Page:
With the recent passing of photographer Henri Cartier-Bresson at age 95, I had an interesting realization. It was the power of Cartier-Bresson’s work that almost single-handedly influenced me (as I’m sure it did many others) to examine the creative possibilities and opportunities of the medium. I first saw his book, The Decisive Moment, when starting college at age 17, and it changed the course of my life.
As the years passed, I became familiar with the works of many other celebrated shooters, but Cartier-Bresson was the one who remained my model for the kind of photography and photographer I wanted to emulate: a humble observer of humanity adventuring to some of the most interesting and exotic countries in the world to chronicle life on a daily basis. He made it all look so easy: the storytelling, the human exchange, the dynamic compositions — one great shot after another, and so many of them! He really did capture how special a moment can be. He will be sorely missed, but his legacy will be a beacon of light in a medium that is entirely about light.
In this issue of PhotoMedia, we are delighted to present the work of some of the most creative studio photographers in the business. They demand maximum control of their subjects, with impressive results. The common theme they share is that they make, not take, photos.
Our cover story offers a retrospective of the imagery of Glen Wexler, whose work I have been a great fan of for many years. He is truly one of the masters of photo illustration — a pioneer of traditional, and now fully digital, photo compositing at its most sophisticated level. His expertise allows him to create scenes in the studio from his imagination that are convincing facsimiles of the real world, as well as explorations into the dimensions of the surreal and science fiction. It is easy to appreciate why he is one of the most sought-after commercial photographers in Los Angeles.
San Francisco’s John Lund, on the other hand, uses the control of the studio and his mastery of Photoshop to create images that go totally over the top to tickle your sense of humor. In all my years of publishing PhotoMedia, I’ve never found myself howling with laughter (even while alone) as much as I did while working on this story. John’s wacky photos of animals in human situations have found an appreciative audience that has translated into commercial success, which he discusses in this amusing profile.
We round out the studio coverage with a look at the problem-solving approaches of three respected West Coast photographers: Tim Hawley of Culver City, Calif., Tom Collicott of Seattle, and Hans Sipma of Vancouver, B.C. Together, they prove that exercising creativity in the studio goes a long way.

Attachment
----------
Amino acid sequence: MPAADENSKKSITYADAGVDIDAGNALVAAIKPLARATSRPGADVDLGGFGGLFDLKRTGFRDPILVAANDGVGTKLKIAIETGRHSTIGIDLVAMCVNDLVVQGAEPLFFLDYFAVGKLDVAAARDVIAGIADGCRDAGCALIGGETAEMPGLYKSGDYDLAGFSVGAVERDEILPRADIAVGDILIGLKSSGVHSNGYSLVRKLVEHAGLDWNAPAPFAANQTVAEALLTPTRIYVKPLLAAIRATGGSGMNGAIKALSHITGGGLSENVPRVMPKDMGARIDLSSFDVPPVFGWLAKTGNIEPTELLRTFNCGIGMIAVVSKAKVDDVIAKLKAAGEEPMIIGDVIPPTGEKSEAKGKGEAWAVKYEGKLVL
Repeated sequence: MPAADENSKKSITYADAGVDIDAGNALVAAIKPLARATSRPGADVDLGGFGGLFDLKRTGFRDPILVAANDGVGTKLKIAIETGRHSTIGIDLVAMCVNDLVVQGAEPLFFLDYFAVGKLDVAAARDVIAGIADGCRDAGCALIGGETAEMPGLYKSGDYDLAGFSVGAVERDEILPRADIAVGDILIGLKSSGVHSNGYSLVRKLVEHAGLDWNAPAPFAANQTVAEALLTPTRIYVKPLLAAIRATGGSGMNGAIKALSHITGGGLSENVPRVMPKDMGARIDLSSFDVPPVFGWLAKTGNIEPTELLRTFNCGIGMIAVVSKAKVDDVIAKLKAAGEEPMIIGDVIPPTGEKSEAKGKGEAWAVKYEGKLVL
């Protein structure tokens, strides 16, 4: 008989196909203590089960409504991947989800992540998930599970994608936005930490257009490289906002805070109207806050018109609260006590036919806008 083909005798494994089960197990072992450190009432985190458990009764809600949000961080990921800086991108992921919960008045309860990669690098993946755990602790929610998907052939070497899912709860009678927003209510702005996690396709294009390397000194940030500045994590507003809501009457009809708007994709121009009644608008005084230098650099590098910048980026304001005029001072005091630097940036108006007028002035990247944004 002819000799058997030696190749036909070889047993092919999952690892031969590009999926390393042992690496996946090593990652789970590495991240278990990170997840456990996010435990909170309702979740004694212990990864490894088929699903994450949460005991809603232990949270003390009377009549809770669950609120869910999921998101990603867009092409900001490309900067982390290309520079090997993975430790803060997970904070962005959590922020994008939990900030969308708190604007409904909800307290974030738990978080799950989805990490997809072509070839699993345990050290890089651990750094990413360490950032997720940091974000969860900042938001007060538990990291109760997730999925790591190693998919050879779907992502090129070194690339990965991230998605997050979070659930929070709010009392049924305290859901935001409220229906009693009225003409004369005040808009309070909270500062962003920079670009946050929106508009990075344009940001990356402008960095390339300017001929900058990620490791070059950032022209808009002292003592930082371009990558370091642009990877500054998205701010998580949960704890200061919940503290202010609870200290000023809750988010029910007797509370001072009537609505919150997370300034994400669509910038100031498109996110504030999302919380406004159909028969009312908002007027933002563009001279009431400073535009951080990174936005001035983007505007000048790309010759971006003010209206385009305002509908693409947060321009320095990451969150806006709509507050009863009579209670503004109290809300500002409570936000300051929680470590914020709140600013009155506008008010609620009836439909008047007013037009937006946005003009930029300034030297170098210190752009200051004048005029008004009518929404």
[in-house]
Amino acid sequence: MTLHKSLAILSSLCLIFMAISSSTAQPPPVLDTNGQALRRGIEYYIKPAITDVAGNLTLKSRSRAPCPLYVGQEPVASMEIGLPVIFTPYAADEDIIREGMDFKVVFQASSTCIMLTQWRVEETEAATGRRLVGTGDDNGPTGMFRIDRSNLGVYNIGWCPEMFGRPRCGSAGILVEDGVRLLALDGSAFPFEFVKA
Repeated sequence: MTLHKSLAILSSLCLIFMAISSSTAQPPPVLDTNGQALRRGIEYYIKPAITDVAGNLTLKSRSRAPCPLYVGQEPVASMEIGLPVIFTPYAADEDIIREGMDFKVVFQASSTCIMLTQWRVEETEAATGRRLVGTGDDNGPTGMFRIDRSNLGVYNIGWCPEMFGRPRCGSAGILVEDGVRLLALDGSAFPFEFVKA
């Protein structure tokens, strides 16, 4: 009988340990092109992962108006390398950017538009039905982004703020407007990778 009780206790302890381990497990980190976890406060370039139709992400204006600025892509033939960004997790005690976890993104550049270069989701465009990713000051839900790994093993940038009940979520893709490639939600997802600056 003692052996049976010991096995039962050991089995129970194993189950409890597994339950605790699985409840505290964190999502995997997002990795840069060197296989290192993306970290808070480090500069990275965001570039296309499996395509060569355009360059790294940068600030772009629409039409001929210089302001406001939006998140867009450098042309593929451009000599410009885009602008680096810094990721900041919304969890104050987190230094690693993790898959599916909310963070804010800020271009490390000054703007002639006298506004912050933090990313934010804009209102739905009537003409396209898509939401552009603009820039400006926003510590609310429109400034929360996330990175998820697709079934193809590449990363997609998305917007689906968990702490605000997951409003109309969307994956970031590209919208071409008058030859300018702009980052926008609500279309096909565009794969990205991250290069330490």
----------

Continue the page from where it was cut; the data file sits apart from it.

In other coverage, Yvette Cardozo shares her insights on photographing in extremely cold conditions, while Richard McEnery provides a story on cell phone cameras and a roundup of notable technological announcements from this year’s recent Photokina exposition in Germany.
I also am proud to announce that PhotoMedia recently won a 2004 Apex Grand Award for publishing excellence, our third award in six years. It complements our third Maggie Award, won earlier this year, also for the overall publication.
Also, it is with sadness I report the passing of fashion and portrait photographer Richard Avedon, and acclaimed photojournalist Eddie Adams. They were 81 and 71, respectively. The word came too late to include tributes in our Industry News section, so I wanted to at least acknowledge both of them here. Avedon, arguably the most influential and famous of contemporary photographers, was almost entirely responsible for the rise of the “supermodel.” Adams was most recognized for his Pulitzer Prize-winning photo from the Vietnam War of a Vietnamese guerilla being shot in the head at point-blank range in broad day-light, but left a legacy of memorable images from decades of work.
As always, please let our advertisers know that you noticed their ads in PhotoMedia. Their support is largely responsible for our being able to bring you in-depth coverage of the world of photography for free. In this struggling economy, our advertisers need to know, more than ever, that their advertising dollars are being well spent.
Happy holidays ahead and enjoy the issue!
Gary Halpern, Publisher